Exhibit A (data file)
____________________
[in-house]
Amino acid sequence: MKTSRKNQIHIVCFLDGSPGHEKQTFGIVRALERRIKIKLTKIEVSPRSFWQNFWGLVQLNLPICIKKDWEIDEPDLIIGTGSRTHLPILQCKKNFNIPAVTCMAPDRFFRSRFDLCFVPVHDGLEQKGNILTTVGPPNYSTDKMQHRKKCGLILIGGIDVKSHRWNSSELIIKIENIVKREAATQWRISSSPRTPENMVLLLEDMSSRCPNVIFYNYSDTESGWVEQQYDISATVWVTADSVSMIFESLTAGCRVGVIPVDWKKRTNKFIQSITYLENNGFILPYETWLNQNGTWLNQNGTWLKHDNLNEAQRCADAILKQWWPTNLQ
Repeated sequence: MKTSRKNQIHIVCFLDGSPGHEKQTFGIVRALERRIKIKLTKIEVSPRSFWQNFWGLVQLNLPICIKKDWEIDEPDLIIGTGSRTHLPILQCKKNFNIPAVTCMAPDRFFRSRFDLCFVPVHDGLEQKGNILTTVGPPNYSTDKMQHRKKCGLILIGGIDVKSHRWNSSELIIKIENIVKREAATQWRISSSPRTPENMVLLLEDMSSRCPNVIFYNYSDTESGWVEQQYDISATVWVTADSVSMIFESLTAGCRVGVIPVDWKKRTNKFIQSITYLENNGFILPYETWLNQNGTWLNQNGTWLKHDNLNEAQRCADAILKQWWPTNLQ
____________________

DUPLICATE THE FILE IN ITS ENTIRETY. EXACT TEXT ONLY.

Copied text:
[in-house]
Amino acid sequence: MKTSRKNQIHIVCFLDGSPGHEKQTFGIVRALERRIKIKLTKIEVSPRSFWQNFWGLVQLNLPICIKKDWEIDEPDLIIGTGSRTHLPILQCKKNFNIPAVTCMAPDRFFRSRFDLCFVPVHDGLEQKGNILTTVGPPNYSTDKMQHRKKCGLILIGGIDVKSHRWNSSELIIKIENIVKREAATQWRISSSPRTPENMVLLLEDMSSRCPNVIFYNYSDTESGWVEQQYDISATVWVTADSVSMIFESLTAGCRVGVIPVDWKKRTNKFIQSITYLENNGFILPYETWLNQNGTWLNQNGTWLKHDNLNEAQRCADAILKQWWPTNLQ
Repeated sequence: MKTSRKNQIHIVCFLDGSPGHEKQTFGIVRALERRIKIKLTKIEVSPRSFWQNFWGLVQLNLPICIKKDWEIDEPDLIIGTGSRTHLPILQCKKNFNIPAVTCMAPDRFFRSRFDLCFVPVHDGLEQKGNILTTVGPPNYSTDKMQHRKKCGLILIGGIDVKSHRWNSSELIIKIENIVKREAATQWRISSSPRTPENMVLLLEDMSSRCPNVIFYNYSDTESGWVEQQYDISATVWVTADSVSMIFESLTAGCRVGVIPVDWKKRTNKFIQSITYLENNGFILPYETWLNQNGTWLNQNGTWLKHDNLNEAQRCADAILKQWWPTNLQ